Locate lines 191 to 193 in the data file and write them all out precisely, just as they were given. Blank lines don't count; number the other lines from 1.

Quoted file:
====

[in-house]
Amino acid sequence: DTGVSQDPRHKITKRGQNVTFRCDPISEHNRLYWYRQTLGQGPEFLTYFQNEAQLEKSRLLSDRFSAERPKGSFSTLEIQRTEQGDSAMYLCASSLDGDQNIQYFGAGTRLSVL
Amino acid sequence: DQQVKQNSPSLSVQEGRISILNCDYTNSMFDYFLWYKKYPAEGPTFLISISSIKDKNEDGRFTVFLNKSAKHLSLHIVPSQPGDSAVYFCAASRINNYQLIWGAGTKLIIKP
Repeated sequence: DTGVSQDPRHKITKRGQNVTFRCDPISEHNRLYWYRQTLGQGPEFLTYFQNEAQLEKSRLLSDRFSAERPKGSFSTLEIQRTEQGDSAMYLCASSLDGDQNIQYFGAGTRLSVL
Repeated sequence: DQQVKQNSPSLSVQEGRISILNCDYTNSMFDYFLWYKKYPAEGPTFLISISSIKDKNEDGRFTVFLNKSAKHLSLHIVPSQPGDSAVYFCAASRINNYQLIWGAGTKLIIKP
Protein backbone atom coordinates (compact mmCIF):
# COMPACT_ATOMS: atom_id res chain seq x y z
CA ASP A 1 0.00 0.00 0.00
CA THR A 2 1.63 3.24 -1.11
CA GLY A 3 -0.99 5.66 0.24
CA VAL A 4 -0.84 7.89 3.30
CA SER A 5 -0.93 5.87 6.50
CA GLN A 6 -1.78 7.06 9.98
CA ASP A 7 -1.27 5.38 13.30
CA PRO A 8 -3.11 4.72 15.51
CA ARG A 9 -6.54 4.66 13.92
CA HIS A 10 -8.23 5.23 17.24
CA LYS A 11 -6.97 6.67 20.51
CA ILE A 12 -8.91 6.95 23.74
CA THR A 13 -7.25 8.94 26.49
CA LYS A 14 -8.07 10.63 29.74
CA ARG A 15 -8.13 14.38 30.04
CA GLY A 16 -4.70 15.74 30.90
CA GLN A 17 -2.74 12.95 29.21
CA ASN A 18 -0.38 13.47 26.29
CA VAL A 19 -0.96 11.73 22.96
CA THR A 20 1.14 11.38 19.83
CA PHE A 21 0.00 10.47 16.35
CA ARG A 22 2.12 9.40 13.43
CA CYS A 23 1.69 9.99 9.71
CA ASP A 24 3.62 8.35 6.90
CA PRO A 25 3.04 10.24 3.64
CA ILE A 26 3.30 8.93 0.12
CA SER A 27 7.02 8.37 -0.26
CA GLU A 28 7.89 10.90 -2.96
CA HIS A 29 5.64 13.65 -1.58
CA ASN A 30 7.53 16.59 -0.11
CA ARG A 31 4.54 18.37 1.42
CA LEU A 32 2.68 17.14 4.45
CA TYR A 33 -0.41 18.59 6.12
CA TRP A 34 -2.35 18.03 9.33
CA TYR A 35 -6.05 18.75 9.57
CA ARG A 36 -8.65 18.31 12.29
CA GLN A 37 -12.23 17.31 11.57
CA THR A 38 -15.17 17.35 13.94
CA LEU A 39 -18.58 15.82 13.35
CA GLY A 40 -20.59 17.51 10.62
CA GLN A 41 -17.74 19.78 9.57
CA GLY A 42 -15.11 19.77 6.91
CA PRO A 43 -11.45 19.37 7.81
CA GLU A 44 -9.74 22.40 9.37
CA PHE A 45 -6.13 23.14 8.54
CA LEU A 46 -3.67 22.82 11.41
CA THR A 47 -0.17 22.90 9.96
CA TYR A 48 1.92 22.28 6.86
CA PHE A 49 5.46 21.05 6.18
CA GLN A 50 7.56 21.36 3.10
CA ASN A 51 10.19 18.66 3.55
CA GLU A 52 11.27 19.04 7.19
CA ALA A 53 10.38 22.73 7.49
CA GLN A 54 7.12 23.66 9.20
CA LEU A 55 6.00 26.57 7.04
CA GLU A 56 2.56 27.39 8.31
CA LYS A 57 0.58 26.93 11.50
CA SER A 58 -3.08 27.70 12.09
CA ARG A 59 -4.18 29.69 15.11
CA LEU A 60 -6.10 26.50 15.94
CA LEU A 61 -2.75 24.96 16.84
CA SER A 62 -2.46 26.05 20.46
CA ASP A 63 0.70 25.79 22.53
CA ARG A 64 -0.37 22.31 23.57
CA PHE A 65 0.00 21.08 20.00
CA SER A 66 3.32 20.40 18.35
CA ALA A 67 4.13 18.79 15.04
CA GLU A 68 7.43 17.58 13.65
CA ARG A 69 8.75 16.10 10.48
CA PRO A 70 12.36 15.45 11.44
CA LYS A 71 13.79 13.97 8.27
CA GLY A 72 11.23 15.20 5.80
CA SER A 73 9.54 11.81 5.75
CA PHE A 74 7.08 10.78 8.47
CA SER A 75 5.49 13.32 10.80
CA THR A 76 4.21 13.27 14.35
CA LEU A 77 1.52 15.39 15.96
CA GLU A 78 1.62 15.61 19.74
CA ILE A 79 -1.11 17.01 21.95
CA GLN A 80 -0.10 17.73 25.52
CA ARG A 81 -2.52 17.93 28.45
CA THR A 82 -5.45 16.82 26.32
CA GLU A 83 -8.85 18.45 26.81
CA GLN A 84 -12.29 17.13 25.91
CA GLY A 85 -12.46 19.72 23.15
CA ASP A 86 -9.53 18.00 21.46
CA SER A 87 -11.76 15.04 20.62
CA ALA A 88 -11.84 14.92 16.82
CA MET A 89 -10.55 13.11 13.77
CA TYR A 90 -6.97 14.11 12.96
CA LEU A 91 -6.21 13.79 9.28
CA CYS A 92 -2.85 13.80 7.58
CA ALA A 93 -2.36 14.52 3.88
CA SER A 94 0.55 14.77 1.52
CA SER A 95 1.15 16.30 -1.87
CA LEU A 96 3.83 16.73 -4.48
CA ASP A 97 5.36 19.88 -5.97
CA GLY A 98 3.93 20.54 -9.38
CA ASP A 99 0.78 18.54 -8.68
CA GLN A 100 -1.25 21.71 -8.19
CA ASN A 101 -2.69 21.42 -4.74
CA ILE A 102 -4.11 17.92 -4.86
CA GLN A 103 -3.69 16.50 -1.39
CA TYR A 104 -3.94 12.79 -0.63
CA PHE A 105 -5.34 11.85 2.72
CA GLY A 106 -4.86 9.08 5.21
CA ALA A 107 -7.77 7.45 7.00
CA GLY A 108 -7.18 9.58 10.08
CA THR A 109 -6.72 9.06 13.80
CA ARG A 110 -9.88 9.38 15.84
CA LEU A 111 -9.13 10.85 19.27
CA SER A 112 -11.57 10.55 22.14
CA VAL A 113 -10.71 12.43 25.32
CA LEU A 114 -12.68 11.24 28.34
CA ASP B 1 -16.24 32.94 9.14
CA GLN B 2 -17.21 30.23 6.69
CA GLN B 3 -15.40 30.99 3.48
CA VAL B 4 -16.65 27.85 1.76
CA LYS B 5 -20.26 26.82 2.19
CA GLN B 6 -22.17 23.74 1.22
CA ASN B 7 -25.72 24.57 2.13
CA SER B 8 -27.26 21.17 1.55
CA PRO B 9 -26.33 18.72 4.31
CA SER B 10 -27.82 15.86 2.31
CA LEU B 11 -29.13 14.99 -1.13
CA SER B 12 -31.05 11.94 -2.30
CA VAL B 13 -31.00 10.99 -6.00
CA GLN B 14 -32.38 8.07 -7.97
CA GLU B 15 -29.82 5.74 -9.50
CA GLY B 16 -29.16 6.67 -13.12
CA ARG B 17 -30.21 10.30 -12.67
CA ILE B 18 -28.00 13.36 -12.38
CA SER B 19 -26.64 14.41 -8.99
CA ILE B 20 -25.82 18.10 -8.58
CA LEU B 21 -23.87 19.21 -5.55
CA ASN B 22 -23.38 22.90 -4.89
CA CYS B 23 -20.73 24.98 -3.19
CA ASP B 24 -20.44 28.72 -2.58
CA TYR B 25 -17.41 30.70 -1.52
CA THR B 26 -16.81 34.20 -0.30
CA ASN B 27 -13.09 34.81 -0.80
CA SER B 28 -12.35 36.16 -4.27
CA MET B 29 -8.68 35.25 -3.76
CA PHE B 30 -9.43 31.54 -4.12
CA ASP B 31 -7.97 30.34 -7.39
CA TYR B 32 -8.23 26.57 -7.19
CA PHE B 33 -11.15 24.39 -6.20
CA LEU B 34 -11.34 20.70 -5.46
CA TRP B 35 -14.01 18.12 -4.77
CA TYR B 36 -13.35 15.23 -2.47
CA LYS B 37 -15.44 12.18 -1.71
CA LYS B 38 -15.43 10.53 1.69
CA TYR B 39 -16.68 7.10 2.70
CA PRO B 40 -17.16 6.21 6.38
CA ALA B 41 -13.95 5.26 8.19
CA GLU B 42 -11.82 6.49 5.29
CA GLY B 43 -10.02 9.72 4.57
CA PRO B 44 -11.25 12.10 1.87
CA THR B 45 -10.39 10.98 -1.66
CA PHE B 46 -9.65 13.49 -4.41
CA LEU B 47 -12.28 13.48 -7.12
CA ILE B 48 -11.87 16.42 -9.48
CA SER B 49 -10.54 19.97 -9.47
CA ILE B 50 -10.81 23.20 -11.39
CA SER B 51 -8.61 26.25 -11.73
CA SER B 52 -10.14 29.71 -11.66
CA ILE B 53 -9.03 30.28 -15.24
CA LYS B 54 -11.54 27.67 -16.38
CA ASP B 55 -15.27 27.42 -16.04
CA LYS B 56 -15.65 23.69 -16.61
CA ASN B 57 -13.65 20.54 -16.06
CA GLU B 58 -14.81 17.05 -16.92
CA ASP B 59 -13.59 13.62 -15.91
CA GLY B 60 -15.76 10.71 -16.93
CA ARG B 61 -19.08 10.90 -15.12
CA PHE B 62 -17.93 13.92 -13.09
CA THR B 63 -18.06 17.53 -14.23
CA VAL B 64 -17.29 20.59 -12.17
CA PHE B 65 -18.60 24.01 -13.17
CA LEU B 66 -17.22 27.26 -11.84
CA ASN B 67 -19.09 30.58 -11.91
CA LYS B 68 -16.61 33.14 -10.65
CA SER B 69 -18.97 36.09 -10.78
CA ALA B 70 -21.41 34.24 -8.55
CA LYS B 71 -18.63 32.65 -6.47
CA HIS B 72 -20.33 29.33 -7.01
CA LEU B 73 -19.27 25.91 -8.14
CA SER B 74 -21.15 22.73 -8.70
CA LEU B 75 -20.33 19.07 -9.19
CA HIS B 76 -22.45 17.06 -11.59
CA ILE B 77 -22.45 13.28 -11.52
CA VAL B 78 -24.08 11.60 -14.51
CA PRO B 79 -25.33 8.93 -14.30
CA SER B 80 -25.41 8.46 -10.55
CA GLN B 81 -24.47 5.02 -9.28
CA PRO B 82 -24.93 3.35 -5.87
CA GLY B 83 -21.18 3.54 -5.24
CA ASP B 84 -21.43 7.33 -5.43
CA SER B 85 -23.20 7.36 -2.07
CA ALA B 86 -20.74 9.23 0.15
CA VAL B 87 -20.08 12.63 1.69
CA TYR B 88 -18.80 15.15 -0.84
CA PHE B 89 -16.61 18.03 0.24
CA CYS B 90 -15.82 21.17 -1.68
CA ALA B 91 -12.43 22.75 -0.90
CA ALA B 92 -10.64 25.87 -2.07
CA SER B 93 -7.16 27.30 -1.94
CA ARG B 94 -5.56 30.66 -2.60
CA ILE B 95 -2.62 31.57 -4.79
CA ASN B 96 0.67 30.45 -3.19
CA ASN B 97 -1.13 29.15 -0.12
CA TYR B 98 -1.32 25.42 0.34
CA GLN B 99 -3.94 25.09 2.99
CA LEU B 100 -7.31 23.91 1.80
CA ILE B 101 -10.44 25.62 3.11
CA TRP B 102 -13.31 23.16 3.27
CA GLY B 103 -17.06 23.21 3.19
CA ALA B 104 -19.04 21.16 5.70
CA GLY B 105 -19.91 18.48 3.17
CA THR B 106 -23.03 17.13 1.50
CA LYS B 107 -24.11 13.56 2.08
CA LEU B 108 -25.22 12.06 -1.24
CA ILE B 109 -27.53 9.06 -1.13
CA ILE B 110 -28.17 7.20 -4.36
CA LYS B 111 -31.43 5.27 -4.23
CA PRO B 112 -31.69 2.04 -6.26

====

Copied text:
CA ALA B 70 -21.41 34.24 -8.55
CA LYS B 71 -18.63 32.65 -6.47
CA HIS B 72 -20.33 29.33 -7.01